Muslim Men Sue FBI Agents Over No-Fly List
“No one should be harassed and forced to spy on their religious community. The FBI agents knew I was vulnerable and that I needed to fly to see my family.”
The US Supreme Court will hear a case this spring on whether Muslim men can sue FBI agents—not the organization, but individual employees—for being placed on the No-Fly List. The men received letters informing them they are no longer on the list a few days before their initial case in district court, which was thrown out as the court ruled they did not have standing to sue for damages. An appeals court later overturned the ruling.
Spy or Don’t Fly
“The fact that they were taken off the list after they sued does not end the story. Our clients were unable to see wives, children, sick parents, and elderly grandparents overseas for years. They also lost work, were stigmatized within their communities, and suffered severe financial and emotional distress. They deserve redress for these harms,” said Professor Ramzi Kassem, founding director of the (Creating Law Enforcement Accountability and Responsibility (CLEAR) project at CUNY School of Law. Kassem is representing the plaintiffs.
The three men alleged they were placed on the list by the FBI, which asked them to spy on their communities in their home countries. Federal officials provided no evidence that Muhammad Tanvir, Jameel Algibhah, and Naveed Shinwari posed safety threats, according to a Reuters report by Jonathan Stempel.
“No one should be harassed and forced to spy on their religious community. The FBI agents knew I was vulnerable and that I needed to fly to see my family,” said Tanvir, the lead plaintiff. “This kind of harassment shouldn’t go unaccounted for – I am continuing in this fight because I want to make sure that others don’t go through what I went through.”
The FBI asked the men “to visit online Islamic forums and ‘act extremist,’” essentially turning them into spies. They were directly told that by acting as informants, they would be removed or kept off the No-Fly List, the Center for Constitutional Rights (CCR) said.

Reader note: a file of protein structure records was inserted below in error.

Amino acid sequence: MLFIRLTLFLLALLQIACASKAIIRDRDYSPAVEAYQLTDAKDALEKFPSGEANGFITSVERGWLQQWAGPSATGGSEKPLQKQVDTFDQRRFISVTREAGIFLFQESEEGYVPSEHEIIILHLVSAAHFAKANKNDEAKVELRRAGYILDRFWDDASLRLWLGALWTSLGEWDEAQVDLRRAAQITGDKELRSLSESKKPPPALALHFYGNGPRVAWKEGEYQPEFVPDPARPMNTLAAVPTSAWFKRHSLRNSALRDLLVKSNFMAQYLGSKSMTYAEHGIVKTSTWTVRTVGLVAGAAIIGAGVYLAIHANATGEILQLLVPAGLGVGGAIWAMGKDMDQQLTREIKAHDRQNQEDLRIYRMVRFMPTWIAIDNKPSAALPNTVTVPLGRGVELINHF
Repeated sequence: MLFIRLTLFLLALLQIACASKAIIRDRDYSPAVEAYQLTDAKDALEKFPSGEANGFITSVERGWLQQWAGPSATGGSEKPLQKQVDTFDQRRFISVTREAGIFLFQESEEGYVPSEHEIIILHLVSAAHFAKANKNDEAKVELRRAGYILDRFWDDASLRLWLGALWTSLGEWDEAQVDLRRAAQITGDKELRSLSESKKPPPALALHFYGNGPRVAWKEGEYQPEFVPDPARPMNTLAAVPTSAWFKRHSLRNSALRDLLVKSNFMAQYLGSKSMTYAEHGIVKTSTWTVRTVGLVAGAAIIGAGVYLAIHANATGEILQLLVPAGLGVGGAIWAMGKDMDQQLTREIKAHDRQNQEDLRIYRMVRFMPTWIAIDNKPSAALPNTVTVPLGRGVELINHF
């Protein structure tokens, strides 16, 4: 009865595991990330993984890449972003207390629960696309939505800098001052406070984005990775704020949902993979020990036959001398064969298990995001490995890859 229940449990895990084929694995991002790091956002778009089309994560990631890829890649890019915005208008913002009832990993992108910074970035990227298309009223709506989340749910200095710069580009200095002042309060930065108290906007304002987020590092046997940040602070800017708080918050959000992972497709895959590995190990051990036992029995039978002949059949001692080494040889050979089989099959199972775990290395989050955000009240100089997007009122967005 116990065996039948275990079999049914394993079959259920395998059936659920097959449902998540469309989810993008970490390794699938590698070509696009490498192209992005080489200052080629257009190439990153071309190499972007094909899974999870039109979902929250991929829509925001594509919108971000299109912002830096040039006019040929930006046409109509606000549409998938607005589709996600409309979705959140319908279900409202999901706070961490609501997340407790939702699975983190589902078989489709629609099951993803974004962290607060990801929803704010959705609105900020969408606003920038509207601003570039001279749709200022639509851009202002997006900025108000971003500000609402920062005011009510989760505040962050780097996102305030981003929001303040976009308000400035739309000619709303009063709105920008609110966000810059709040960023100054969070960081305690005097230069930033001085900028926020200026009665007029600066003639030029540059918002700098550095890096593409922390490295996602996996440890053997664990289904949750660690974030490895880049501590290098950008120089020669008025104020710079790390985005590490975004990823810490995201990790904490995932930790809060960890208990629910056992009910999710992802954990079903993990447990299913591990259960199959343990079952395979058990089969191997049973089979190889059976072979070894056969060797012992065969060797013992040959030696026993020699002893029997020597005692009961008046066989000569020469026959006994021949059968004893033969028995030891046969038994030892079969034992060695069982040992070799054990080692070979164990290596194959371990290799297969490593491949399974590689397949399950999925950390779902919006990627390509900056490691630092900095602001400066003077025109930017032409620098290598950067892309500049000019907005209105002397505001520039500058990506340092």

All of the men refused the government’s offer, citing religious beliefs. In return, they were punished with their names kept on the list for years.
Dissenters Argue it Could Affect Future Employee Decisions
Although their names were removed, the plaintiffs in the case continue to pursue a court battle in an attempt to hold FBI employees accountable. To do so, they have cited the Religious Freedom Restoration Act (RFRA). The 1993 law reinstated the Sherbert Test, a codified method by which a court may determine whether the freedom of religion, as guaranteed by the First Amendment, was violated.
As with many cases of a complicated nature, Tanzin v. Tanvir began years ago and has passed through a number of lower courts before earning a hearing at the Supreme Court. The initial lawsuit was brought in 2014, according to CCR and, after the district court dismissed it, the Second Circuit Court of Appeals overturned the ruling in a 7-3 vote.
Circuit Judge Dennis Jacobs was one of the dissenters and offered his opinion on why allowing damages may hinder law enforcement in the future.
“The safest course for a government employee in doubt would be to avoid doing one’s job, which is not a choice in need of encouragement,” Jacobs wrote, according to Reuters. “The panel opinion is quite wrong and actually dangerous.”
The danger of being held personally liable for national security decisions could dissuade government officials in the future from taking critical actions, Jacobs explained. Circuit Judge Jose Cabranes agreed, citing Supreme Court precedents pertaining to the liability of individual government employees.
A Disturbing Pattern
Tanzin v. Tanvir is not the first case of Muslims being put on the No-Fly List for to allegedly coerce them to spy on their communities. In the ongoing case of Fikre v. FBI et al, Yonas Fikre has petitioned for redress after he was added to the list in 2010, Jonathan Stempel wrote for Reuters. He sued in 2013 and was removed in 2016, but the case continues. Fikre was offered the opportunity to become an informant in exchange for his removal from this list, he said.
In a similar case that started lasted from 2005 to 2019, the 9th US Circuit Court of Appeals in San Francisco ruled the government must compensate a Muslim woman “after mistakenly branding her a terrorist” and adding her name to the list.
The No-Fly List is a serious matter with longterm consequences, as plaintiffs against the government have continued to argue. Worse, clearing their names can take years and, as the aforementioned cases illustrate, lengthy court battles seem to be the only way to do so.
The Supreme Court’s decision on Tanzin v. Tanvir could have widespread repercussions as it targets individual FBI agents instead of the organization itself. The case is on the docket for March 24.